26th Sep 2018

Irish pork pulled from EU shelves

EUOBSERVER / BRUSSELS Just in time for Christmas, the European Union has recommended all Irish pork products be pulled from shelves after Irish authorities found dioxins in pork meat about 100 times the EU maximum level over the weekend.

While refraining from ordering a total export ban on the country's pork products, the European executive warned that a total of 12 member states and a further nine countries beyond the EU may have received tainted pig meat.

Read and decide

Join EUobserver today

Support quality EU news

Get instant access to all articles — and 18 year's of archives. 30 days free trial.

... or join as a group

  • Some 100,000 Irish pigs are due to be slaughtered (Photo: Notat)

Food safety commissioner Androulla Vassiliou on Monday (8 December) said however all member states should pull any Irish pork products and submit them to testing.

"The commission is following very closely this contamination incident to ensure public health protection," she said. "We don't feel at present we need to take further action."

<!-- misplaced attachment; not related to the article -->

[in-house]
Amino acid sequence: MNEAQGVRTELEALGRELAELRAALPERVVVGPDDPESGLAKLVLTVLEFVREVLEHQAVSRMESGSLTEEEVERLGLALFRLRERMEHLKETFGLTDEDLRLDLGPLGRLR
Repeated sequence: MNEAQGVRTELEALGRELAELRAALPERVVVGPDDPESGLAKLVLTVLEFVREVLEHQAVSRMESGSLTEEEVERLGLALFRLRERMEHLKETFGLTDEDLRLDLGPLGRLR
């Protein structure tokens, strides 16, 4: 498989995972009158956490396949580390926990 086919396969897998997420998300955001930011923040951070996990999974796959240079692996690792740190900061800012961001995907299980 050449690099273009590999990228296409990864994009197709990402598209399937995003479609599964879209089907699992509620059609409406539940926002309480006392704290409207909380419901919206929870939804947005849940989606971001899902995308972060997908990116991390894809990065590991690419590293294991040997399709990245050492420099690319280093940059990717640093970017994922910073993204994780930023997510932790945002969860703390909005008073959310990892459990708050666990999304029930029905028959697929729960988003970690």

During routine monitoring by the Irish authorities for a range of contaminants, elevated levels of polychlorinated biphenyls (PCBs) were found in pork meat from farms in the Republic of Ireland, according to the commission.

Contaminated animal feed had been sent to 10 pig farms that produce around 10 percent of the total supply of pigs in the country. However, animals from these farms are processed by meat plants that deliver some 80 percent of Ireland's pork and pork products.

The commission believes the problem is likely to have started in September of this year.

"As these PCB levels might be an indicator for unacceptable dioxin contamination, further investigations were immediately started to determine the dioxin content and to identify the possible source of contamination," the EU executive said in a statement.

Long-term high-level exposure to dioxins may cause cancer. However, short-term exposure does not result in adverse health effects.

The pig meat may have been delivered to Belgium, Britain, Cyprus, Denmark, Estonia, France, Germany, Italy, the Netherlands, Poland, Portugal and Sweden, the commissioner said.